digital objects20
Digital objects
  • Composite do’s:
    • a do with data of type digital-object
    • non-composite do’s are elementaldo’s
    • composite do’s can – for instance -- be used to collect similar works together
      • composite do than contains a do for each work of Shakespeare...
changing digital objects
Changing digital objects
  • Mutabledo’s can be changed once placed in a repository
    • key-metadata cannot be changed
    • the do’s handle does never change!
  • Immutabledo’s cannot be changed once placed in a repository
    • however, they can be deleted
handles
Handles
  • Guest lecture by Professor Arms 02/19
repositories
Repositories
  • A network accessible storage system in which digital objects may be stored for possible subsequent access or retrieval
  • A storeddo is a do that resides in a repository
  • A registereddo is a do that the repository has registered with a handle server
    • storing and registering can be the same or different processes
repositories24
Repositories
  • A repository keeps a properties record for each do
    • contains key-metadata and any other metadata the repository chooses to keep
  • A do may have a transaction record associated with it in a repository
repository access protocol
Repository Access Protocol
  • “Protocol” may be misleading, its really just the concept for a protocol
  • RAP is designed to be simple; higher level services should come from other protocols
  • KWF defines 3 basic operation classes:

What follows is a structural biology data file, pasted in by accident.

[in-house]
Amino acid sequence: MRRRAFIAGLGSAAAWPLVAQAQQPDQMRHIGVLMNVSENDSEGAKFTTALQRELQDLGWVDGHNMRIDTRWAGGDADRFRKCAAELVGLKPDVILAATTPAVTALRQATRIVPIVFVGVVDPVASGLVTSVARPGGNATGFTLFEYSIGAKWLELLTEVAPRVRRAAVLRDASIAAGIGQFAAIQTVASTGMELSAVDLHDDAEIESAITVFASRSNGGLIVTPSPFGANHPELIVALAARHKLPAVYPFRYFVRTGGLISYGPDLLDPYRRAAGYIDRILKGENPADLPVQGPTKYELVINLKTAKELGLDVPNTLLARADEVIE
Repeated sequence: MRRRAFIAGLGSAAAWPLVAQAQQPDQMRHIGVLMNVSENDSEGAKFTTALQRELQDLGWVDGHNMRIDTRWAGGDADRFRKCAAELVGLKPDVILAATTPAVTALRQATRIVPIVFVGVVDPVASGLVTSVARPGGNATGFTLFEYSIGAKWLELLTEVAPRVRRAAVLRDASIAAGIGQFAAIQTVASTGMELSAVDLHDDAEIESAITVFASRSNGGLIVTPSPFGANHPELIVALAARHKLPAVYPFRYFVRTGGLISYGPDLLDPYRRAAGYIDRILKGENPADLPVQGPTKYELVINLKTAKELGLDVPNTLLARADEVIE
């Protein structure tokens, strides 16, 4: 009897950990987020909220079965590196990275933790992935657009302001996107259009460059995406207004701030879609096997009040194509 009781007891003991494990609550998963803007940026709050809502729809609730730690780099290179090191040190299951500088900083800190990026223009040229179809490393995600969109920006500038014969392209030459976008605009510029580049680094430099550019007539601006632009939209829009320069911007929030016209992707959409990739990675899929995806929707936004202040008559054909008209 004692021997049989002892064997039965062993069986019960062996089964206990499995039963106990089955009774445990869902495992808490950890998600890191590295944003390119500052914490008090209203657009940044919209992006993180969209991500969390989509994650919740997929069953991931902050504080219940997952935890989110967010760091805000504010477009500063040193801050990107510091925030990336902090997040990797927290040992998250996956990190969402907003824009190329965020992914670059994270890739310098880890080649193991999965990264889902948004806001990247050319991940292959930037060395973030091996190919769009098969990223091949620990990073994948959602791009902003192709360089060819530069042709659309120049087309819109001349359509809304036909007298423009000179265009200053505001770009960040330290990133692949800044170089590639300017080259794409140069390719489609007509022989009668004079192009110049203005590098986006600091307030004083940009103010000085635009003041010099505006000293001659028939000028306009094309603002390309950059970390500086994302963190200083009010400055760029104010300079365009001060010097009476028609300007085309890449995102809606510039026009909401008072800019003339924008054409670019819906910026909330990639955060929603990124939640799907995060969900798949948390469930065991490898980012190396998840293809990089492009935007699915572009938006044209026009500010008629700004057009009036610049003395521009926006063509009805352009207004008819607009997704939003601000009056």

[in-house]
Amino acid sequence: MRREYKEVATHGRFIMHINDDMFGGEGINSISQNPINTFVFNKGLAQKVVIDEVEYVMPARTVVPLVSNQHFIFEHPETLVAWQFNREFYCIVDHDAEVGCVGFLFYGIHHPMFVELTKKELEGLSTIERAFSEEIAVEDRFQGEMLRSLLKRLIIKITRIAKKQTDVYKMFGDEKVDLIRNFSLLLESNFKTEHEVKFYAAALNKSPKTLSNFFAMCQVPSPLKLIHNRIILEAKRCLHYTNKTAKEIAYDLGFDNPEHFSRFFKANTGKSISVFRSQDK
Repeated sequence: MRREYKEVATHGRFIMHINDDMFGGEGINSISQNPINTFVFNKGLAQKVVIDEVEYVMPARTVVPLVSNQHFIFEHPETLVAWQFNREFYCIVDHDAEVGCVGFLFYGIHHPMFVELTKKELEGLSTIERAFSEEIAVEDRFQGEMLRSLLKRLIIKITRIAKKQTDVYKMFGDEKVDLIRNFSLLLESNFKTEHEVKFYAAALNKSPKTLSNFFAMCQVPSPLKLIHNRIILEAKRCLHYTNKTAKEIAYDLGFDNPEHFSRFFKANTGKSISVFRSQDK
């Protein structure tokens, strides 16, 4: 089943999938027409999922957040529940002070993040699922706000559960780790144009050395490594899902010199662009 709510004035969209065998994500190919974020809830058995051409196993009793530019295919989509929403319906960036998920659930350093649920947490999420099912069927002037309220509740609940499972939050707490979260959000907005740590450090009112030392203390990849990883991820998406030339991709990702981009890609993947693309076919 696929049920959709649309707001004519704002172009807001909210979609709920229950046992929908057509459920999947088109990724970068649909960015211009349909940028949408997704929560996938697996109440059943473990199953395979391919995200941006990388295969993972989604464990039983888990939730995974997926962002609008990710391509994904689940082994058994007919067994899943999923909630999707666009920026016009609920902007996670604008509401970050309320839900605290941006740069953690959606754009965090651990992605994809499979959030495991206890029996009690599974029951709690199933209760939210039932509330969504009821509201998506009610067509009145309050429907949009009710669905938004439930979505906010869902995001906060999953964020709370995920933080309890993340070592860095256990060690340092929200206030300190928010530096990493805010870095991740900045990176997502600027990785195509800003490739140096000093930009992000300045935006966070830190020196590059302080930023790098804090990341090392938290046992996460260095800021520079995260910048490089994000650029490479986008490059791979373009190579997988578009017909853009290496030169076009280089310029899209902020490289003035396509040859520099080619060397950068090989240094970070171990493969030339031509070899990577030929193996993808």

• ACCESS_DO [metadata; key-metadata, digital object]
      • A dissemination of a do is the result of a request to access a do
    • DEPOSIT_DO [metadata; key-metadata, digital object]
    • ACCESS_REF
      • this is a means to tell the world about other ways (protocols) to access do’s in the repository.
terms and conditions
Terms and Conditions
  • TC are attached to:
    • each do
    • each dissemination
    • each repository
  • TC are a precondition for any operation on the above
  • Repositories responsible for enforcing TC
terms and conditions27
Terms and Conditions

1

1

terms and

conditions

repository

1

N

1

1

digital object

dissemination

1

1

1

1

1

1

1

1

terms and

conditions

data

terms and

conditions

data

Figure 1 from 95 TR-1593

digital objects terms and conditions
Digital Objects: Terms and Conditions
  • Set by originator and/or repository
  • Can be arbitrarily complex, but generally consist of:
    • permissions: read, write, etc.
    • authentication - person, group, etc.
    • payment
    • 3rd party intervention (possibly in support of the above)
readings
Readings
  • Kahn, R. & Wilensky, R. 1995. A Framework for Distributed Digital Object Services
  • http://WWW.CNRI.Reston.VA.US/home/cstr/arch/k-w.html
  • Arms, W.Y. 1995. Key Concepts in the Architecture of the Digital Library. In: D-Lib Magazine. http://www.dlib.org/dlib/July95/07arms.html
  • Marc VanHeyningen. 1994. The Unified Computer Science Technical Report Index: Lessons in indexing diverse resources. http://www.cs.indiana.edu/ucstri/paper/paper.html